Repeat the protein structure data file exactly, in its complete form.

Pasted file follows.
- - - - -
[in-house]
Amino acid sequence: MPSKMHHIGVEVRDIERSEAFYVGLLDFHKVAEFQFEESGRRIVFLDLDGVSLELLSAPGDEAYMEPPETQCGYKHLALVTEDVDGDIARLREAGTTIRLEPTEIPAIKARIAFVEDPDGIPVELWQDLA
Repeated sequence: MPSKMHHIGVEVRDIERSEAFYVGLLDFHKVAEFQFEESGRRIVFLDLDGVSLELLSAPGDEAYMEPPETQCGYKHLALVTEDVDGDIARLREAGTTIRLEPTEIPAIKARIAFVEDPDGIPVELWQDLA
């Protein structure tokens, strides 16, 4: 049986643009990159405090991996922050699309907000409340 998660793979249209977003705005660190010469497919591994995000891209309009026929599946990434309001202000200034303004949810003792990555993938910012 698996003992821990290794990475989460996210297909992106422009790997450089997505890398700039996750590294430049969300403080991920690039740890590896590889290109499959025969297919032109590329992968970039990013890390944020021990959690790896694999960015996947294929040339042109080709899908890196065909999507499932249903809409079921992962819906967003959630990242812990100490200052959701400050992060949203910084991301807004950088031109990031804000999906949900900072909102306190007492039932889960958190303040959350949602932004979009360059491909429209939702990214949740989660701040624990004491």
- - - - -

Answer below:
[in-house]
Amino acid sequence: MPSKMHHIGVEVRDIERSEAFYVGLLDFHKVAEFQFEESGRRIVFLDLDGVSLELLSAPGDEAYMEPPETQCGYKHLALVTEDVDGDIARLREAGTTIRLEPTEIPAIKARIAFVEDPDGIPVELWQDLA
Repeated sequence: MPSKMHHIGVEVRDIERSEAFYVGLLDFHKVAEFQFEESGRRIVFLDLDGVSLELLSAPGDEAYMEPPETQCGYKHLALVTEDVDGDIARLREAGTTIRLEPTEIPAIKARIAFVEDPDGIPVELWQDLA
């Protein structure tokens, strides 16, 4: 049986643009990159405090991996922050699309907000409340 998660793979249209977003705005660190010469497919591994995000891209309009026929599946990434309001202000200034303004949810003792990555993938910012 698996003992821990290794990475989460996210297909992106422009790997450089997505890398700039996750590294430049969300403080991920690039740890590896590889290109499959025969297919032109590329992968970039990013890390944020021990959690790896694999960015996947294929040339042109080709899908890196065909999507499932249903809409079921992962819906967003959630990242812990100490200052959701400050992060949203910084991301807004950088031109990031804000999906949900900072909102306190007492039932889960958190303040959350949602932004979009360059491909429209939702990214949740989660701040624990004491």